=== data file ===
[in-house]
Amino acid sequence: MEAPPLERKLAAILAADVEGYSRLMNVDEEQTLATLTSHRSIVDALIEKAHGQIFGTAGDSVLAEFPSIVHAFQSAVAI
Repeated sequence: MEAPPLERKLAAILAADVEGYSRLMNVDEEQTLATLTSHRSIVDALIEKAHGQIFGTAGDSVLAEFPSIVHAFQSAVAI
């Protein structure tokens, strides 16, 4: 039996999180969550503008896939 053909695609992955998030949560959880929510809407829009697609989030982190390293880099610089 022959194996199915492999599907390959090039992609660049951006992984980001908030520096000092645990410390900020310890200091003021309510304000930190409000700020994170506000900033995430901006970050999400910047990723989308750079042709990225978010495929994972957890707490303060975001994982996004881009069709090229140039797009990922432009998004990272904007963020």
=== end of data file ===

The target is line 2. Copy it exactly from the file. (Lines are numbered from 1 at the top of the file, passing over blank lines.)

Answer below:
Amino acid sequence: MEAPPLERKLAAILAADVEGYSRLMNVDEEQTLATLTSHRSIVDALIEKAHGQIFGTAGDSVLAEFPSIVHAFQSAVAI